So, before you write yourself off as a “not good at sales” person, read this advice from Sales and Customer Success leaders on how to make Customer Success professionals comfortable – or dare we say confident – with selling.  


Have Good Intentions When Selling
 

There’s no way around this one. If you sell from a place of dishonesty or indifference, your customers will know. As Bryan Neale, Founder of Blind Zebra, said in our webinar on selling for people who don’t love sales: “If you don’t want to come off as pushy, if you don’t love selling, you need to carry really strong intentions to be helpful to others.” 

To give an example, Bryan outlined the hypothetical scenario of a CSM whose customer accounts for one division of a company that’s comprised of three divisions. If your product makes a huge impact on that one division’s savings or productivity, then you have an obligation to introduce your product to the other divisions because your intention (to increase the efficiency and cost savings of your customer’s company) is pure. But if you solely act out of a desire to make your bonus or commission, then you’re out of integrity with your intentions. Your mindset always matters.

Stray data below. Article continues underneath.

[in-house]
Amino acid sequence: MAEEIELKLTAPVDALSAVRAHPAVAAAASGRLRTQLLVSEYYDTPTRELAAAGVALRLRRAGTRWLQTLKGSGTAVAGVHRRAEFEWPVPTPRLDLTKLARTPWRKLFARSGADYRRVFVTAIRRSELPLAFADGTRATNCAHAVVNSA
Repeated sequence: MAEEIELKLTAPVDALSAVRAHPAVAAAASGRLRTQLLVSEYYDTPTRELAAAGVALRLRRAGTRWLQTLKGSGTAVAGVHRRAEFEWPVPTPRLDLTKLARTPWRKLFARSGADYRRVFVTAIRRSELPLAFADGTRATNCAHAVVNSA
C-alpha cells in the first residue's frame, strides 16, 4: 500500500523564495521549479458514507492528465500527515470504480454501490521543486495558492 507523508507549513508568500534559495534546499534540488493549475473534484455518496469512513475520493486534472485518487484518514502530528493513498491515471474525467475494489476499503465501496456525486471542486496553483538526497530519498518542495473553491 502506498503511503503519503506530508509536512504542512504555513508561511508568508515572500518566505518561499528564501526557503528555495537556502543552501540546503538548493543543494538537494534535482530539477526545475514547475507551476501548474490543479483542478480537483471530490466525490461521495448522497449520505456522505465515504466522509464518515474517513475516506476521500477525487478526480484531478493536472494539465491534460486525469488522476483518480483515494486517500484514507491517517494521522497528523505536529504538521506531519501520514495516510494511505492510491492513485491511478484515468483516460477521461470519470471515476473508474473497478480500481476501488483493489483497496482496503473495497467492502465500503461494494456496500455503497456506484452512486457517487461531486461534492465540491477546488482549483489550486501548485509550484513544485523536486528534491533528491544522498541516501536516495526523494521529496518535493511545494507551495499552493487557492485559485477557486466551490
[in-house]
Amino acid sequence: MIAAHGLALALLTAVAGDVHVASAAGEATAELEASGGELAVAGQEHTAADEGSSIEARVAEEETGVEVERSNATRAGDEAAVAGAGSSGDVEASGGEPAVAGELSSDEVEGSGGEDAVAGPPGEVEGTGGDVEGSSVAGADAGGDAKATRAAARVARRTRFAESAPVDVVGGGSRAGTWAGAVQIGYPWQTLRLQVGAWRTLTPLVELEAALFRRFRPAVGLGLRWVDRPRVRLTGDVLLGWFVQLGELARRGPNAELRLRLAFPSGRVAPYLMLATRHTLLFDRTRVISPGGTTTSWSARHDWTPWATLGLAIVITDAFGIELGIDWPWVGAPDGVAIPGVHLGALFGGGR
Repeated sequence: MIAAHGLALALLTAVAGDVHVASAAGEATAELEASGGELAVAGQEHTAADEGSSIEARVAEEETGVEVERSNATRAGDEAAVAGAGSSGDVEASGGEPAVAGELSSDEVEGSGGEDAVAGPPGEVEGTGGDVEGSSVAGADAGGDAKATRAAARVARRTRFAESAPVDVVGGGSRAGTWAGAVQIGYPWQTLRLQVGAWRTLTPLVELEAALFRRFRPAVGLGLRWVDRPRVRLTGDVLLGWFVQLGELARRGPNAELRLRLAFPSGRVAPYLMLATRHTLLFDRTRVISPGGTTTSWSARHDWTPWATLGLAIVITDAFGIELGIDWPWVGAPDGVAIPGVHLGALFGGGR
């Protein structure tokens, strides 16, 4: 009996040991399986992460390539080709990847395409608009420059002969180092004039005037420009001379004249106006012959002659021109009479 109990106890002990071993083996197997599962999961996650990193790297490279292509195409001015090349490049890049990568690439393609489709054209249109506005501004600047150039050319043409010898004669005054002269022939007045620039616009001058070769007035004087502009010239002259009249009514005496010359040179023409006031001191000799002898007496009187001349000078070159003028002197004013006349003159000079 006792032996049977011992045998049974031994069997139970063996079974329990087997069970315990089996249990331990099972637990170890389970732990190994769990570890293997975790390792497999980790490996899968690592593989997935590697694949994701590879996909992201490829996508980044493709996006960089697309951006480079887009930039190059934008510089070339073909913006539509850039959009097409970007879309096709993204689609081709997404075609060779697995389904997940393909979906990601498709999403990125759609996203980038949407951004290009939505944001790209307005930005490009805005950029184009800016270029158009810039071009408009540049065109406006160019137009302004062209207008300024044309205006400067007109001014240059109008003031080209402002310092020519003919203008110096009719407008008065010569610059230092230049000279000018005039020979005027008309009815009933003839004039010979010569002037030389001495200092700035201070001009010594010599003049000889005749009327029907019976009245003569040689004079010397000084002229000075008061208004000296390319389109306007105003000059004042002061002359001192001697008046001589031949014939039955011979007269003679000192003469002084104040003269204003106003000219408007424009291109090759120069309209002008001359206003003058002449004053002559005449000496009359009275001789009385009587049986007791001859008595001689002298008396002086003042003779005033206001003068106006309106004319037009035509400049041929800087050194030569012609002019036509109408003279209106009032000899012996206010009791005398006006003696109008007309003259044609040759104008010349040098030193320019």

Set the Context to Begin Sales Conversations  

During the webinar, Bryan also shared how to use a language framework to approach sales conversations. To feel comfortable setting up a sales call, you need to set the context by creating a statement of intention and giving the customer space. 

To give an example using this framework, Bryan says you could begin the conversation by telling the customer you want to talk to them about something you don’t typically discuss. You state you’ve been watching what’s been happening at the customer’s company and you see a few opportunities where you believe your product could help. You acknowledge that you know the customer hasn’t raised this as a need, but that you’re acting from a place of wanting to help. You tell the customer you want to share your ideas with them, get their feedback, and then they can decide if/when to move forward.